Pope Francis will travel to Budapest, Hungary, in just over a month for an April 28–30 visit to the capital of the central European country.
The theme of the papal trip is “Christ is our future.” The logo is a stylized drawing of Budapest’s Chain Bridge, the oldest Hungarian bridge over the River Danube.
According to the Vatican, the bridge “was originally built to connect the cities of Buda and Pest” and “evokes the idea, often referred to by the Holy Father, of the importance of building bridges between people.”
A circle around the bridge symbolizes the Eucharist. In 2021, Budapest hosted the 52nd International Eucharistic Congress, for which Pope Francis celebrated the final Mass.
According to 2019 statistics from the Vatican, approximately 61% of Hungary’s 9.7 million people identify as Catholic. The country’s second-highest religious demographic is those with no religious faith.
Pope Francis’ first day in Budapest will be mostly dedicated to meetings with Hungary’s President Katalin Novák, Prime Minister Viktor Orbán, and other governmental authorities and civil society members.
St. Stephen’s Co-Cathedral will be the location of the pope’s encounter with bishops, priests, seminarians, consecrated men and women, and pastoral workers.
The second day of the pope’s visit will include private meetings with Jesuits and with children from the Blessed László Batthyány-Strattmann Institute for the Blind.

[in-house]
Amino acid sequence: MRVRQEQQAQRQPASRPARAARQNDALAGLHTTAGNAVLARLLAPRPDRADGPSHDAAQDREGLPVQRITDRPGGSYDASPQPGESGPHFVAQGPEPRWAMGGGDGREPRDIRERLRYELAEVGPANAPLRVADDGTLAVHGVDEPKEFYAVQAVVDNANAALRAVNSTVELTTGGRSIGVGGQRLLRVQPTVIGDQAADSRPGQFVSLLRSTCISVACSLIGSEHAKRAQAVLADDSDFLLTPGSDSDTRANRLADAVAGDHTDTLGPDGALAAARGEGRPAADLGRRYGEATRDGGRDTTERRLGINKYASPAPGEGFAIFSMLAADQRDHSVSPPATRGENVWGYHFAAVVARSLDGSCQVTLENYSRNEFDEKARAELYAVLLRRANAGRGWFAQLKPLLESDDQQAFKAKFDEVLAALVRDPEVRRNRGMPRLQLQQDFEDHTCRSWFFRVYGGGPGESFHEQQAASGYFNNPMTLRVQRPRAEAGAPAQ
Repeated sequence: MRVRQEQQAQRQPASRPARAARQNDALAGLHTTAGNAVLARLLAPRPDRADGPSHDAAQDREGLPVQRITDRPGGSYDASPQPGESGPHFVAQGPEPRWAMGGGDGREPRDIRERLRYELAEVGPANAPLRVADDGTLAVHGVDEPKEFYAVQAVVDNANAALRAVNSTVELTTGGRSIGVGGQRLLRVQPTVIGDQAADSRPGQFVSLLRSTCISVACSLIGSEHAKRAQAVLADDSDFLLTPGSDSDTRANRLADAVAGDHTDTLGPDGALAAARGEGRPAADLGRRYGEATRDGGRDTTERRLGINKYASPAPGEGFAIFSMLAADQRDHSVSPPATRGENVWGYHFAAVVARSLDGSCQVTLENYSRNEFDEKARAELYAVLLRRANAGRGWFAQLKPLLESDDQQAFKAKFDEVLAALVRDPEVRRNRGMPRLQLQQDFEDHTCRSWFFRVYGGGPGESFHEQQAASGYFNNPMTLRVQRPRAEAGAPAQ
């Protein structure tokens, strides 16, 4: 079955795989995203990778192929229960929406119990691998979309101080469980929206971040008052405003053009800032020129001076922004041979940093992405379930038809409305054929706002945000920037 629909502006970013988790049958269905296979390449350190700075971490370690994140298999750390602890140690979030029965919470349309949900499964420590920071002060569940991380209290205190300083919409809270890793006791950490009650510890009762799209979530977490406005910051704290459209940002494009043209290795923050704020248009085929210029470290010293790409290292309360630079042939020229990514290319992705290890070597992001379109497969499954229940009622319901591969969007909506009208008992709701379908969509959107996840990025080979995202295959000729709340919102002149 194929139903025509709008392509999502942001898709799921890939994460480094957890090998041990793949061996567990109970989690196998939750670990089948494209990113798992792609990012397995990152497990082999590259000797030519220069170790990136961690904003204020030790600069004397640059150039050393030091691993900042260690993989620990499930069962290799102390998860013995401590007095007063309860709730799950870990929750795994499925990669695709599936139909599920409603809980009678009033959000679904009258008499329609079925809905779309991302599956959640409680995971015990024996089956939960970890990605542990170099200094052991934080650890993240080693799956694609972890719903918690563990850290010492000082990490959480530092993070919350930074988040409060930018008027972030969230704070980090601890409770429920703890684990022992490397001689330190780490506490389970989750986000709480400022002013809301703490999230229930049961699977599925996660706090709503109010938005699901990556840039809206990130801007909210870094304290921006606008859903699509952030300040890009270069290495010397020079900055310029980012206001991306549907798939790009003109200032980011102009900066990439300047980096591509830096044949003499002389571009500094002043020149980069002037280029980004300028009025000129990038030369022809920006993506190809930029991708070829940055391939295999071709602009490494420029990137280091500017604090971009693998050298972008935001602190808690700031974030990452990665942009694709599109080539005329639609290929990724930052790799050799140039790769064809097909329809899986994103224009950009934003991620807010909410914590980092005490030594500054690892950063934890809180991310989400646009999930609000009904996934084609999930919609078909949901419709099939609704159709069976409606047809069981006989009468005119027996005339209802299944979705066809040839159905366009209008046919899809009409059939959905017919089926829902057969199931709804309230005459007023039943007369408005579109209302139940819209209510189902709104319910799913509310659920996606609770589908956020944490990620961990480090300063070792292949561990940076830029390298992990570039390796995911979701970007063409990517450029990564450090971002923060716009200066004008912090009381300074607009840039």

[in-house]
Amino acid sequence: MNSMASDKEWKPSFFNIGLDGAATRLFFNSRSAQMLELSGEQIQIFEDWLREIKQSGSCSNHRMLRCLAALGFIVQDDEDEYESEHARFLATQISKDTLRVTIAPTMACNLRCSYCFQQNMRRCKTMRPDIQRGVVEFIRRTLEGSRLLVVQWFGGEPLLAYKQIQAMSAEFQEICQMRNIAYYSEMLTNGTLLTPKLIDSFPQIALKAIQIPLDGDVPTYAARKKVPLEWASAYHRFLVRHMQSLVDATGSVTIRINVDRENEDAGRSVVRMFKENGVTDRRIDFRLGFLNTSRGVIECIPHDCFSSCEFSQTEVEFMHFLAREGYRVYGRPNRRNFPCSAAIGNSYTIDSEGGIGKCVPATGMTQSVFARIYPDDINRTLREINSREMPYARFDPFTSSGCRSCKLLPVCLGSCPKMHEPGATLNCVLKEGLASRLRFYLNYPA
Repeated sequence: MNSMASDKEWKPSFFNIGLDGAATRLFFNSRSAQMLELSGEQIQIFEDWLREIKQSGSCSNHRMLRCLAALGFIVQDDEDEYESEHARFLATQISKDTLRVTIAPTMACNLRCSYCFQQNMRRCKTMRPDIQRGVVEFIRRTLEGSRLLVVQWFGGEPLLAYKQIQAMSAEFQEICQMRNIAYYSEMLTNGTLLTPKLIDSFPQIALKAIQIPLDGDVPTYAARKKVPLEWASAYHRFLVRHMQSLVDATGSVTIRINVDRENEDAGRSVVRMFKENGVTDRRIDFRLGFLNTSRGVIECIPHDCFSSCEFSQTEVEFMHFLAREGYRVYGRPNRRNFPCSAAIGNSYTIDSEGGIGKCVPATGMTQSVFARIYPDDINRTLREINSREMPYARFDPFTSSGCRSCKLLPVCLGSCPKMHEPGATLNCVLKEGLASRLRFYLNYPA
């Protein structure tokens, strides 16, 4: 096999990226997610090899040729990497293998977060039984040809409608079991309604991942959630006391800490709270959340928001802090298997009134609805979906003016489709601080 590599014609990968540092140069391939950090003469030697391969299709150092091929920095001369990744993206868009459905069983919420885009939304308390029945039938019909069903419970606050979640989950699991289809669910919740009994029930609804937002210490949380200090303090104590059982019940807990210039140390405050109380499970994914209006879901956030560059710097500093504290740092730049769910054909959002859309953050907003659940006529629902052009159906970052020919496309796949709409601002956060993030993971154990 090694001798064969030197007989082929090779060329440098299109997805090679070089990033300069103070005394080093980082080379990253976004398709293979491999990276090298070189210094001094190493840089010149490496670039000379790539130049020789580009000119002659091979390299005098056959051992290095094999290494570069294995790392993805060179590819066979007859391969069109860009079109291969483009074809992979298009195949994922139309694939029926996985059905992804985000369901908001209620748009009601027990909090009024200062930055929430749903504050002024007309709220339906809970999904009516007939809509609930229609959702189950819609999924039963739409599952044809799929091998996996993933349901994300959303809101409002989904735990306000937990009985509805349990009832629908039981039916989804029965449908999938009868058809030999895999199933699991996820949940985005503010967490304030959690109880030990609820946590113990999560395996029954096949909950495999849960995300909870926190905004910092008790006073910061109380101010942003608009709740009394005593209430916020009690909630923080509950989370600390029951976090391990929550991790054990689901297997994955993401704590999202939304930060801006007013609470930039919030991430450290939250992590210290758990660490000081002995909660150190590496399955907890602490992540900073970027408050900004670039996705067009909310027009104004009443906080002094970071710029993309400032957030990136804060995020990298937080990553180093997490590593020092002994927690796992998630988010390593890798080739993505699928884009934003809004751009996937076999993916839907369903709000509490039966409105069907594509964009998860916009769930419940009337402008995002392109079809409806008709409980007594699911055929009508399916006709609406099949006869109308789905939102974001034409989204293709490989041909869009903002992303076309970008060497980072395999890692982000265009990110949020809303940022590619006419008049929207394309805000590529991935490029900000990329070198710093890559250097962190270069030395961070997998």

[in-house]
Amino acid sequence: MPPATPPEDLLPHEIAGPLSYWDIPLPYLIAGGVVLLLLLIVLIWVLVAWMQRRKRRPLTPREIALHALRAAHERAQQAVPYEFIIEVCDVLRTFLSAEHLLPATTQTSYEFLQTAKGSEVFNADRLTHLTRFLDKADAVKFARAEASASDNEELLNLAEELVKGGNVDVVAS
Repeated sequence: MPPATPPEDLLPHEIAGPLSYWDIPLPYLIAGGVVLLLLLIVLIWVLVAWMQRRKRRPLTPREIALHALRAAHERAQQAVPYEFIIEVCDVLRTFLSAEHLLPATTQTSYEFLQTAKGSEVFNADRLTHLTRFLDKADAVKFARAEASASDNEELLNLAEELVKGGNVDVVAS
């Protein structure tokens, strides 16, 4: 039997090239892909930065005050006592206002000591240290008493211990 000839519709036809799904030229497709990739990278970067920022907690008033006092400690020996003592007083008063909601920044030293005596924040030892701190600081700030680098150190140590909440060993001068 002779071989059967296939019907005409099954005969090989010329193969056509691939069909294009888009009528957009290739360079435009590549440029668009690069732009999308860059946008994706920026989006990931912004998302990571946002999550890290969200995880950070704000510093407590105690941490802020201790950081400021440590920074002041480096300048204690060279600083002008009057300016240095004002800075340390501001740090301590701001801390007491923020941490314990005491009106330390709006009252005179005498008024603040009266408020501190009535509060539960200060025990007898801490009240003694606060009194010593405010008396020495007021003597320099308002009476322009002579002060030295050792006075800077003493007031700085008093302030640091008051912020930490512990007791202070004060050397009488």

The institute, which has a kindergarten, elementary school, and home for children in need, is named for a Catholic doctor who dedicated his life to giving free medical treatment to the poor. Blessed László Batthyány, who was married with 13 children, died from cancer in 1931.
Pope Francis’ two public addresses on April 29 will take place during a meeting with poor and refugees at St. Elizabeth Hungary Church and another with young adults at the Budapest Sports Arena.
On the morning of Sunday, April 30, Pope Francis will celebrate Mass in Kossuth Lajos Square, located next to the Hungarian Parliament building.
Afterward, his final meeting in Budapest will be with people connected to the Faculty of Information Technology and Bionics at the Pázmány Péter Catholic University.
The private Catholic university was founded in the 17th century and is one of Hungary’s oldest educational institutions.
The Faculty of Information Technology and Bionics “is unique in Hungarian higher education” for training IT engineers in the human sciences, especially genetics, the nervous system, and the immune system, according to the university’s website.
“This multidisciplinary approach is important, since a new industry is emerging on the boundary of information technology and biotechnology,” the website says.
The faculty offers bachelor’s degrees in computer engineering and molecular bionics engineering as well as master’s degrees in computer engineering, info-bionics engineering, and medical biotechnology.
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